Share

Heavy Rain Triggers Landslide in Afghanistan; 350 Dead and Over 2,000 Missing

May 3, 2014

Afghans search for survivors after a massive landslide landslide buried a village Friday, May 2, 2014 in Badakhshan province, northeastern Afghanistan.

A week of heavy rain and snowmelt triggered landslides in a remote mountain village in Afghanistan Friday, killing at least 350 people and trapping more than 2,000 under the rocks and debris.

A hill collapsed on the village of Hobo Barik around midday in the war-torn country's northeastern Badakhshan province near the borders with China and Tajikistan. Nearly 300 homes were buried – about a third of all houses there, Badakhshan province Gov. Shah Waliullah Adeeb said. Friday is a day of worship in Afghanistan, so many families would have been at home instead of at work at the time.

"There were more than 1,000 families living in that village. A total of 2,100 people — men, women and children — are trapped," Naweed Forotan, a spokesman for the Badakhshan governor, told Reuters.

The New York Times reports that neighbors who rushed to help were buried by a subsequent slide as they searched the sodden mud for survivors.

A week of seasonal heavy rains combined with spring snowmelt has reaped destruction across Northern Afghanistan, killing hundreds in widespread flash flooding, BBC.com reports.

(MORE: Families Evacuated after Baltimore Landslide)

Officials from the United Nations Assistance Mission in Afghanistan said at least 350 people died in the landslide on Friday alone. Search and rescue operations were slow due to a lack of equipment and fears for additional slides.

"Search and rescue operations are going on very slowly," Afghanistan deputy director of the Natural Disaster Management Authority, Mohammad Aslam Seyas, told the Associated Press.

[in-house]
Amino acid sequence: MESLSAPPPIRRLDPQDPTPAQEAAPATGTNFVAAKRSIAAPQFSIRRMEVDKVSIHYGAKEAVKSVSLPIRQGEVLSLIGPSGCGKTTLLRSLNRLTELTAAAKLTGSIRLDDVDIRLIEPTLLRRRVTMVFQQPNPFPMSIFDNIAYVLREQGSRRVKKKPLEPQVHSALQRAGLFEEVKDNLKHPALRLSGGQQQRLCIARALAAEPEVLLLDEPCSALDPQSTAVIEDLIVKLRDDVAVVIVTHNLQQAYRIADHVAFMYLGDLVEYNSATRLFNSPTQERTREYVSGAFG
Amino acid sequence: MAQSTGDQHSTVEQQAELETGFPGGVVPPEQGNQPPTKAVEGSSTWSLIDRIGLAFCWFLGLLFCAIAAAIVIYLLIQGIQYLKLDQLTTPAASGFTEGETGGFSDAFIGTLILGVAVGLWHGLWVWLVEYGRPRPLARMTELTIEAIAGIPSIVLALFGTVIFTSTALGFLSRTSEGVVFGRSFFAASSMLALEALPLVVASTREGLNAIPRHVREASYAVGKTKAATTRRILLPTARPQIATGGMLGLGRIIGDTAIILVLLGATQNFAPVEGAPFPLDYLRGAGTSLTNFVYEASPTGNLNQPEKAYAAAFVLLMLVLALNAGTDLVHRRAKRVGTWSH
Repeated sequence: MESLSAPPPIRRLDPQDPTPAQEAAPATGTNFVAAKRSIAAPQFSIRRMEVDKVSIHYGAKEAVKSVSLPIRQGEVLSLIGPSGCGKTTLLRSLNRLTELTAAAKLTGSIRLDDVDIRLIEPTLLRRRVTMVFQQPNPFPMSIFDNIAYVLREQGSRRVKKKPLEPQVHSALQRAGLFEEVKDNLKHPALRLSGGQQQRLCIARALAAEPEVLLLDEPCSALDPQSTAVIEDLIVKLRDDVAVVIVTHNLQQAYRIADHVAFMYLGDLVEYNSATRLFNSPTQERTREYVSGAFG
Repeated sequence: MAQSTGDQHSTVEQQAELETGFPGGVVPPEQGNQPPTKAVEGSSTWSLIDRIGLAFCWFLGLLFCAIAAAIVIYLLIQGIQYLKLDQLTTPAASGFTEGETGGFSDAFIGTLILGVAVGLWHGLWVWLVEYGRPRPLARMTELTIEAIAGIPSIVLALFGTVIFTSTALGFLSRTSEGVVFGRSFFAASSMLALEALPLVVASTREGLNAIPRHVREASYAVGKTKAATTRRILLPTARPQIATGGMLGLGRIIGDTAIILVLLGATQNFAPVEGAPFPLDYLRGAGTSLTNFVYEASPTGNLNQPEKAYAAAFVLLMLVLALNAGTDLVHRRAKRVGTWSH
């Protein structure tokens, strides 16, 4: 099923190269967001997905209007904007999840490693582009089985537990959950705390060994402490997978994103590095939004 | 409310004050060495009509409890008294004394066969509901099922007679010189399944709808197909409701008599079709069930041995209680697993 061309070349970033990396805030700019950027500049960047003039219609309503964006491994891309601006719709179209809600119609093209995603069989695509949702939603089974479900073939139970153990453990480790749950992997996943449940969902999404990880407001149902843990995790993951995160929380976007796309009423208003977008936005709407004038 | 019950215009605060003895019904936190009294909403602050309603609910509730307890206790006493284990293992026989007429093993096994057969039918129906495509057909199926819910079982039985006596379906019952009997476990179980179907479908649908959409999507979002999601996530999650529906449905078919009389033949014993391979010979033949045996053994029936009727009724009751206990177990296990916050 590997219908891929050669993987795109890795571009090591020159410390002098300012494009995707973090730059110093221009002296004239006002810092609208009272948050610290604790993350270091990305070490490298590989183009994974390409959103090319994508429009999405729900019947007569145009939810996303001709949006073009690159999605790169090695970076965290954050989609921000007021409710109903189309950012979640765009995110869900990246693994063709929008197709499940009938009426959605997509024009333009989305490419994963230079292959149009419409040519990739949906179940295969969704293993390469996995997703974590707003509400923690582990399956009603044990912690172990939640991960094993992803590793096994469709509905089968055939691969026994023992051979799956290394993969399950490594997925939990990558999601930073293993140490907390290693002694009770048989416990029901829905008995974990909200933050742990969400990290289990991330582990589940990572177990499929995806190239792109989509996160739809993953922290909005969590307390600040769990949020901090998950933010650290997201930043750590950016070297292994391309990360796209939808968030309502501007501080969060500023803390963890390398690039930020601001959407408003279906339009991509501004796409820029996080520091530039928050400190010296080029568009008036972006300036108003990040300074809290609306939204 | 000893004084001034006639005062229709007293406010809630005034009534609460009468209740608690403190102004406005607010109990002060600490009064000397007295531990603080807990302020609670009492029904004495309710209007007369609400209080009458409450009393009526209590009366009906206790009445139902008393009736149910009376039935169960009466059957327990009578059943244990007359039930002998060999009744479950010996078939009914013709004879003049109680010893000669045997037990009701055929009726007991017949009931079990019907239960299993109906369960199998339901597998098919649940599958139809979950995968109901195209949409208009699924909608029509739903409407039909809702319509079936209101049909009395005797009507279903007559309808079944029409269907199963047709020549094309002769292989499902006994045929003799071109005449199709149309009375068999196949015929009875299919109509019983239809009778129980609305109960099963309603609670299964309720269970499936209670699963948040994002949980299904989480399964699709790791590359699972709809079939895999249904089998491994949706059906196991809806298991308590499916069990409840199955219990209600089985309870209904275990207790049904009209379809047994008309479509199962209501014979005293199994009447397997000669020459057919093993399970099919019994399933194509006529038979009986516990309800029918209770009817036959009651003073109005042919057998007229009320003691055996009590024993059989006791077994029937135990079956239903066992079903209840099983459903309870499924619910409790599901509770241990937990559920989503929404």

Ahmad Khan Nafeh, another official with the authority, said that at this point, survivors were unlikely.

"I don't think any human who would have been buried under all that mud for more than 12 hours or so, would have been alive," Nafeh said.

U.N. officials told the Associated Press that a memorial ceremony is being planned today and the landslide is expected to be designated as a mass grave.

For the people who live in Afghanistan's rugged northern mountains, avalanches are a frequent fact of life. The deadliest slide in the past several years occurred in February 2010, when more than 170 people were killed at the 12,700-foot-high Salang Pass, which is the major route through the Hindu Kush mountains that connects the capital to the north.

The Associated Press contributed to this report.

MORE: Afghanistan Landslide


Featured Blogs

What Do Skyscrapers, Thundersnow, and Jim Cantore Have in Common?

By Dr. Jeff Masters
May 1, 2015

Thundersnow is a rare enough event to get even veteran meteorologists like The Weather Channel’s Jim Cantore excited. New research shows that many cloud-to-ground lightning strikes observed in thundersnow are actually “ground-to-cloud” strikes, initiated by skyscrapers, wind turbines, and other tall objects.

The Great California Storm of April 19-23, 1880

By Christopher C. Burt
April 11, 2015

Could a single big late–season storm have a significant impact on the California drought? A 'Hail Mary' storm event? Normally by this time of the year (April 10th) California would have already received at least 90% of its rainy-season precipitation total and any additional rain or snowfall would have little impact so far as the current drought is concerned. However, back in late April 1880, one of the most intense storms ever to pound the state occurred. Here are the details.

Please check out the new homepage and tell us what you think!

By Shaun Tanner
April 2, 2015

The development team here at Weather Underground has been hard at work producing a new homepage! Please take a look at the sneak peek and tell us what you think!

Meteorological images of the year - 2014

By Stu Ostro
December 30, 2014

My 9th annual edition.

2013-14 - An Interesting Winter From A to Z

By Tom Niziol
May 15, 2014

It was a very interesting winter across a good part of the nation from the Rockies through the Plains to the Northeast. Let's break down the most significant winter storms on a month by month basis.

What the 5th IPCC Assessment Doesn't Include

By Angela Fritz
September 27, 2013

Melting permafrost has the potential to release an additional 1.5 trillion tons of carbon into the atmosphere, and could increase our global average temperature by 1.5°F in addition to our day-to-day human emissions. However, this effect is not included in the IPCC report issued Friday morning, which means the estimates of how Earth's climate will change are likely on the conservative side.